I will forever be grateful to her.

People Magazine | Leah Remini on Scientology: ‘No One Is Going to Tell Me How I Need to Think’

Holly Robinson Peete and Leah Remini at DesignCare |
Earl Gibson III/WireImage

Reblogged from People.com:

Leah Remini may have split from Scientology earlier this month, but she’s not suddenly on her own.

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Remini, who tangled with the church, added, “I believe that people should be able to question things. I believe that people should value family, and value friendships, and hold those things sacrosanct. That for me, that’s what I’m about. It wouldn’t matter what it was, simply because no one is going to tell me how I need to think, no one is going to tell me who I can, and cannot, talk to.”

Enough said.




Church of Scientology International’s Statement to ABC News Regarding Leah Remini

ABC News

ABC News

Reblogged from ABC News:

“We are disheartened that a small group of rumor peddlers and gossips are being given another opportunity by the media to hurl malicious, made-up stories. Unlike the self-promoters behind this orchestrated campaign, the Church respects the religious beliefs of others and the privacy of parishioners. Numerous myths, gossip, rumors and falsehoods regurgitated over the last few days have their origins with a small collection of obsessive fringe bloggers exploiting others to promote self-serving hateful agendas.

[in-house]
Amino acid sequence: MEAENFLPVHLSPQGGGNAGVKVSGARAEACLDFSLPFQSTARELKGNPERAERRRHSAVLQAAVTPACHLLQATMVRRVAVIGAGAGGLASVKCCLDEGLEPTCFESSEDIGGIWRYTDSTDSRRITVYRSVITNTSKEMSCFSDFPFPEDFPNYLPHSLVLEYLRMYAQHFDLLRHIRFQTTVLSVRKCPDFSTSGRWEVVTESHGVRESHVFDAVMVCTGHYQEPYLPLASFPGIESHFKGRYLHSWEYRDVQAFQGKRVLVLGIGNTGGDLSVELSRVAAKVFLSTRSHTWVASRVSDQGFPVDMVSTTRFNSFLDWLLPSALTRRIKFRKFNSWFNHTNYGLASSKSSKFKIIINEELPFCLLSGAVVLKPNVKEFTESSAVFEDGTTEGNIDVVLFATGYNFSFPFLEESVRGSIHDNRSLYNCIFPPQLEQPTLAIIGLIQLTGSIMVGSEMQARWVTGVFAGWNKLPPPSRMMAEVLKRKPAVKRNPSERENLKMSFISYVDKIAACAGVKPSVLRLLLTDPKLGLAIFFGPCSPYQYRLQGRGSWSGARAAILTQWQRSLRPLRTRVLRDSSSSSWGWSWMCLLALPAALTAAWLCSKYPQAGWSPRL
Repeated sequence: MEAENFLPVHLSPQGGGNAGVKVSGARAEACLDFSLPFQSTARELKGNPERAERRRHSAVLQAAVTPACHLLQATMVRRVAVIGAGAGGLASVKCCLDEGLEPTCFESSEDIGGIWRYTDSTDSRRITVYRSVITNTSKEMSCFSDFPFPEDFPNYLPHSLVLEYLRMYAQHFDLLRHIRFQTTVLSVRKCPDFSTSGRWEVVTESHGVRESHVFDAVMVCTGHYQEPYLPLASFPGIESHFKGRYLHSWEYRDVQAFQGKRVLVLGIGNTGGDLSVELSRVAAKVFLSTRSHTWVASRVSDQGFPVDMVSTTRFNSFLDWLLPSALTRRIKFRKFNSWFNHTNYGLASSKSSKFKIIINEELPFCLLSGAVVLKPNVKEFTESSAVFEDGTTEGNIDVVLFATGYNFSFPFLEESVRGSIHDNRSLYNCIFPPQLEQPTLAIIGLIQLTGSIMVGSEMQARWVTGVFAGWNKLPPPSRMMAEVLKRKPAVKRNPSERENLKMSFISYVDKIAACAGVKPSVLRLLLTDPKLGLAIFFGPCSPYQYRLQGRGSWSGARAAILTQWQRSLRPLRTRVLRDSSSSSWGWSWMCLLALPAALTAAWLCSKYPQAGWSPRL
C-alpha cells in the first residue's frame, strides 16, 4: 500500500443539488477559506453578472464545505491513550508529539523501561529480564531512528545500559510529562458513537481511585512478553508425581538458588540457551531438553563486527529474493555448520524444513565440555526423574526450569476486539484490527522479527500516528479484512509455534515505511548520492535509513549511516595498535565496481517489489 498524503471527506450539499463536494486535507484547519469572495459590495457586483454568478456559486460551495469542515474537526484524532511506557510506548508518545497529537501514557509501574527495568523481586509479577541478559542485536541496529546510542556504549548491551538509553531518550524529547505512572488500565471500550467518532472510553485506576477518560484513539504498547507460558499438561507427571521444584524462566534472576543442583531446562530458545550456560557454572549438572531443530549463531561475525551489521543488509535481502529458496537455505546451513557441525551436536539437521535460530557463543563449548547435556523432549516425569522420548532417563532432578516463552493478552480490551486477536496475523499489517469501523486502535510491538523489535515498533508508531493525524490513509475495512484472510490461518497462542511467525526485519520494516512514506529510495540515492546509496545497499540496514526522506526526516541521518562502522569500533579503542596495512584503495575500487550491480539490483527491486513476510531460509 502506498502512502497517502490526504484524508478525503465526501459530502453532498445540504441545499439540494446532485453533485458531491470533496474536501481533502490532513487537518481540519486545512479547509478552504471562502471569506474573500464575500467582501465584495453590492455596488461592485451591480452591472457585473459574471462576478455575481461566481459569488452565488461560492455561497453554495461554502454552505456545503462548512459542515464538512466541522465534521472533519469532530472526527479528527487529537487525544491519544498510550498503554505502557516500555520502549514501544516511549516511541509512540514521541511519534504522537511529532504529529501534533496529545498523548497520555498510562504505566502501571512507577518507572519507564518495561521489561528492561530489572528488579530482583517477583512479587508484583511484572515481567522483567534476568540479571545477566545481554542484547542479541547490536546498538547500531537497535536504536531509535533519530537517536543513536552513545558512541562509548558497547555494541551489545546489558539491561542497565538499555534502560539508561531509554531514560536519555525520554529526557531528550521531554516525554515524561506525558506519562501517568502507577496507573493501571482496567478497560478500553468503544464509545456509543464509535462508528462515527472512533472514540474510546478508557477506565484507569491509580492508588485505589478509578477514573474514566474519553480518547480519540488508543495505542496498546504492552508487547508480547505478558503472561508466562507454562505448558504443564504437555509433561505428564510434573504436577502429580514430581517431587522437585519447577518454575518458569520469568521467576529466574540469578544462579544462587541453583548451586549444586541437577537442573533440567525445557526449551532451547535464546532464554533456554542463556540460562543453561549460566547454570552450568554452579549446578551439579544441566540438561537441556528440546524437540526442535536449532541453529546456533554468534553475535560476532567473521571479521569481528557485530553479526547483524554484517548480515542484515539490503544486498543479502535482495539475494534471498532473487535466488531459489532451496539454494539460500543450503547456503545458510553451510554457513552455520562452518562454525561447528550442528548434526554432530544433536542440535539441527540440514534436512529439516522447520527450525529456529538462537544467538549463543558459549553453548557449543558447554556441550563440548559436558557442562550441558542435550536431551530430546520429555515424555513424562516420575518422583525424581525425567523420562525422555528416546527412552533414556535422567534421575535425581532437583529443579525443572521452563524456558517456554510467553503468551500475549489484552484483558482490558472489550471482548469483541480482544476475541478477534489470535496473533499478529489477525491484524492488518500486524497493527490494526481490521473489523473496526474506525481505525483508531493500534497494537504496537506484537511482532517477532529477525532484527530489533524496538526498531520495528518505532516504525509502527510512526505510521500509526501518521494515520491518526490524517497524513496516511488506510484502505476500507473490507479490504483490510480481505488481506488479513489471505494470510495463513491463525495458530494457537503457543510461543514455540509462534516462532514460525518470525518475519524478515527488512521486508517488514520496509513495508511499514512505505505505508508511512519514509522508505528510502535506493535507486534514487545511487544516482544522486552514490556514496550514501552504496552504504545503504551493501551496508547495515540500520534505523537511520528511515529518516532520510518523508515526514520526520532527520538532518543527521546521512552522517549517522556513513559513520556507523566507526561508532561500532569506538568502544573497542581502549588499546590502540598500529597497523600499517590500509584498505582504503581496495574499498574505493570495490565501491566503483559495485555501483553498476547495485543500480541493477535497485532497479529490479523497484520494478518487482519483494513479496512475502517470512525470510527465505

Scientology is a new religion enjoying explosive growth. In recent years we have opened 37 new Churches in major metropolitan areas and cultural centers in a dozen nations. This year will see many more milestones in the months to come. Mr. Miscavige is a visionary who has brought our Church through the most difficult time of any religion—the passing of its founder—to a Church dedicated and committed to parishioners and the achievement of its religious, social and humanitarian missions on a global scale.

Our Churches are open seven days a week and many have public display areas to answer questions about the Church. Many of those questions can also be answered at our website, http://www%5Bdot%5DScientology.org

As for your specific questions, they are insulting and offensive. Mrs. Miscavige continues her work in the Church as she always has. The stale rumor being circulated by unreliable bloggers about her was answered definitively by her counsel a year ago and published in Us Magazine and The Telegraph in the UK, as you can see here: http://www%5Bdot%5Dusmagazine.com/celebrity-news/news/5-things-you-dont-know-about-scientology-leader-david-miscavige-201257, and here: http://www%5Bdot%5Dtelegraph.co.uk/news/9441711/Mrs-Shelly-Miscavige.html

We do not expect you to take this matter up as it is truly out of line.

As for Ms. Remini, we have previously supplied our comment: The Church respects the privacy of parishioners. We do not believe an individual’s private spiritual matters should be exploited for personal gain by a handful of self-promoters who surface to spout the same tired tabloid myths.”